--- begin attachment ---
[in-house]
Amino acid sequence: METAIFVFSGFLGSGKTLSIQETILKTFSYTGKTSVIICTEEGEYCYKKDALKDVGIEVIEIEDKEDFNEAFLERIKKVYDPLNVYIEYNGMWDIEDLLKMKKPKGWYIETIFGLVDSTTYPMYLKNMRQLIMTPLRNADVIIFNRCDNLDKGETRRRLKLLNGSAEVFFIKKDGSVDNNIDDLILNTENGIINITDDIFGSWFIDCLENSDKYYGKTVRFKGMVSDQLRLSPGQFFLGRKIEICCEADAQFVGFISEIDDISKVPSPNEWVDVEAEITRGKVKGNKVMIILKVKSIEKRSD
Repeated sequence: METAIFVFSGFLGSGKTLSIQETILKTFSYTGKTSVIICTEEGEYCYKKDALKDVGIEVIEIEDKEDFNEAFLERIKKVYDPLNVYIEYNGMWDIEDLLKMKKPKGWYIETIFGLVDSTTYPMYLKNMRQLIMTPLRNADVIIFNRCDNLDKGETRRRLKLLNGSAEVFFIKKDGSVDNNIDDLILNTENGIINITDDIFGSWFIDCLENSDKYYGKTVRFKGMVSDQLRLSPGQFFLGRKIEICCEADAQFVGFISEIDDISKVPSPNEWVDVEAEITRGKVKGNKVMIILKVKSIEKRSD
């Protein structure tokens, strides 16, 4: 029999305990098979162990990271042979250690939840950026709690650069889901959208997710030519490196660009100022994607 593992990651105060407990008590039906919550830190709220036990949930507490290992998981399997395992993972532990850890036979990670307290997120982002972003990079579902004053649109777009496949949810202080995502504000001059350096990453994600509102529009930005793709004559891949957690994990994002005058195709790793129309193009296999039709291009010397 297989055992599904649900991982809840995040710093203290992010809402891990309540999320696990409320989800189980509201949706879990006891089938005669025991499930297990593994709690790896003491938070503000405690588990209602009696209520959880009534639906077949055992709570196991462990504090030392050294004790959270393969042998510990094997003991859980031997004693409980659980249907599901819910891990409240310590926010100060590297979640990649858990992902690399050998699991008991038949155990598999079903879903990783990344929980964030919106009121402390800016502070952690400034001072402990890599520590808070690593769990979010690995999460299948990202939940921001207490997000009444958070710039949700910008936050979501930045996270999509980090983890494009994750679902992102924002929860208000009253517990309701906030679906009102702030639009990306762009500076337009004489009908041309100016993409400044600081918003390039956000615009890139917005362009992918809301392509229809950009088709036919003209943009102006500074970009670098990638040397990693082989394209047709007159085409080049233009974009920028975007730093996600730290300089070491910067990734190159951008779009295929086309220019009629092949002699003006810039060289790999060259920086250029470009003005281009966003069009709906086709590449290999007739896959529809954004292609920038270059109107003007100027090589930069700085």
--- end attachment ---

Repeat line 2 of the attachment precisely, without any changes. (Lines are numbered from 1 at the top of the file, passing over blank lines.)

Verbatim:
Amino acid sequence: METAIFVFSGFLGSGKTLSIQETILKTFSYTGKTSVIICTEEGEYCYKKDALKDVGIEVIEIEDKEDFNEAFLERIKKVYDPLNVYIEYNGMWDIEDLLKMKKPKGWYIETIFGLVDSTTYPMYLKNMRQLIMTPLRNADVIIFNRCDNLDKGETRRRLKLLNGSAEVFFIKKDGSVDNNIDDLILNTENGIINITDDIFGSWFIDCLENSDKYYGKTVRFKGMVSDQLRLSPGQFFLGRKIEICCEADAQFVGFISEIDDISKVPSPNEWVDVEAEITRGKVKGNKVMIILKVKSIEKRSD